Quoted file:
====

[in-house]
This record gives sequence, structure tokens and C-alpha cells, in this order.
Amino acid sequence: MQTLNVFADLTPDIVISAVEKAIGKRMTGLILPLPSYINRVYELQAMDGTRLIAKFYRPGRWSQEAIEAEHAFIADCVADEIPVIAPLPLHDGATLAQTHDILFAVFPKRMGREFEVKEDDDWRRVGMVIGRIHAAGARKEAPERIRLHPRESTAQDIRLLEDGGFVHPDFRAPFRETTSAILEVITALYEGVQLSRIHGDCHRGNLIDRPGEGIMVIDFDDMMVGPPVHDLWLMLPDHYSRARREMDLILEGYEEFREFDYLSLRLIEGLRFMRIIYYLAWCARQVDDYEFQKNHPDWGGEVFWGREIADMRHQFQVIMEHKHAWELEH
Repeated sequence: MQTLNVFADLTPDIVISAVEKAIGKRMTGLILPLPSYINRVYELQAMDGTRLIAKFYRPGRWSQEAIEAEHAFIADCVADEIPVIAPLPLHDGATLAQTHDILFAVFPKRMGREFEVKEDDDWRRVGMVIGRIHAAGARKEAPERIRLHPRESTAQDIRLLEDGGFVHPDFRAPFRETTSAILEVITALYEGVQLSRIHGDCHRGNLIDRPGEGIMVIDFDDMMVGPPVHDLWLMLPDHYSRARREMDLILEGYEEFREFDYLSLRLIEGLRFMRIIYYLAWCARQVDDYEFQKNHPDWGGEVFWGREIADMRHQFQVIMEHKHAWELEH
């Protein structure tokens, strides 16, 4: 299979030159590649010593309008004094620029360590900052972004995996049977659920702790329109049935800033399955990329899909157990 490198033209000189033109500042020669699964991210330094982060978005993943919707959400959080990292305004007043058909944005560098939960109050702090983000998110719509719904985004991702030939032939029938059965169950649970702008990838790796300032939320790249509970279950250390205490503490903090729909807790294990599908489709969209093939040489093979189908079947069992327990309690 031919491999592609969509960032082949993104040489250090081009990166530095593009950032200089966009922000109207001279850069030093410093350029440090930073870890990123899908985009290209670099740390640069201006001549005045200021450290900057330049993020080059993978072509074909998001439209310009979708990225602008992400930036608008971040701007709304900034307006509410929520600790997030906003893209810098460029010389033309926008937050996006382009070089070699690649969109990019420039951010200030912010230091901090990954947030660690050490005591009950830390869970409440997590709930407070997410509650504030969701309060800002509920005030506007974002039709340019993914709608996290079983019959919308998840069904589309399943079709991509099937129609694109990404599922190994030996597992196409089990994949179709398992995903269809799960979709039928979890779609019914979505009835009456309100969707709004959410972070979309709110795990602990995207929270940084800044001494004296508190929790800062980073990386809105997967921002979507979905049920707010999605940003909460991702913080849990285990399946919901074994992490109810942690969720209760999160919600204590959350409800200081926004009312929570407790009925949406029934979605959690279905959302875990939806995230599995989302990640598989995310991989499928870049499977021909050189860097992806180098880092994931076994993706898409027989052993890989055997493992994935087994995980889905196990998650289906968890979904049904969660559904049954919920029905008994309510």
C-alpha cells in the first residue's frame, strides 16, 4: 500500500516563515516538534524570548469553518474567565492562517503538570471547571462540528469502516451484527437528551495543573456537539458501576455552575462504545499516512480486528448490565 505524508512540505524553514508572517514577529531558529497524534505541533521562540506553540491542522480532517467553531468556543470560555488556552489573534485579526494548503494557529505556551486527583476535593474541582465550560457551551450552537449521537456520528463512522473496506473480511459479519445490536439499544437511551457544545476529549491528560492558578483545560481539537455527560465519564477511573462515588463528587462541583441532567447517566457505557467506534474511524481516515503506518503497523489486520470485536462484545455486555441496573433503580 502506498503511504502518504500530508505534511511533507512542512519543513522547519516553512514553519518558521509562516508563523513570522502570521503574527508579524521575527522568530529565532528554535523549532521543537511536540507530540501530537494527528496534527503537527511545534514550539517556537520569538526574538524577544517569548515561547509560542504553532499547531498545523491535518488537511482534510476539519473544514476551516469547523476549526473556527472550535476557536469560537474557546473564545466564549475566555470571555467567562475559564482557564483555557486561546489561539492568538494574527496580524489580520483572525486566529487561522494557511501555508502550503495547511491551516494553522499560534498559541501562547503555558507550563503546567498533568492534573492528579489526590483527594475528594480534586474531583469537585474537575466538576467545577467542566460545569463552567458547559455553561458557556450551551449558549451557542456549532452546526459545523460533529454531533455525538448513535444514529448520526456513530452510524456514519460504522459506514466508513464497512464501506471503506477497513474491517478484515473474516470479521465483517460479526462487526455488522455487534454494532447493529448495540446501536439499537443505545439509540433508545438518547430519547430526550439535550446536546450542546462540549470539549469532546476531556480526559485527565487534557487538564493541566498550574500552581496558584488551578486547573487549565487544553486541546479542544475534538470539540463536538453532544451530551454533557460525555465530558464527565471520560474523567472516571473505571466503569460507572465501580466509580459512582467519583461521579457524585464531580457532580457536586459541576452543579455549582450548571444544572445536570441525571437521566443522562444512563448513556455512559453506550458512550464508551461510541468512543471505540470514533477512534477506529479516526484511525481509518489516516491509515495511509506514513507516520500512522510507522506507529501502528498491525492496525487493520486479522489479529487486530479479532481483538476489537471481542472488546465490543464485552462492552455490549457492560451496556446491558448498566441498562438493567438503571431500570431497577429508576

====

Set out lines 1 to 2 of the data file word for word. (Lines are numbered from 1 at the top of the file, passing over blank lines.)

[in-house]
This record gives sequence, structure tokens and C-alpha cells, in this order.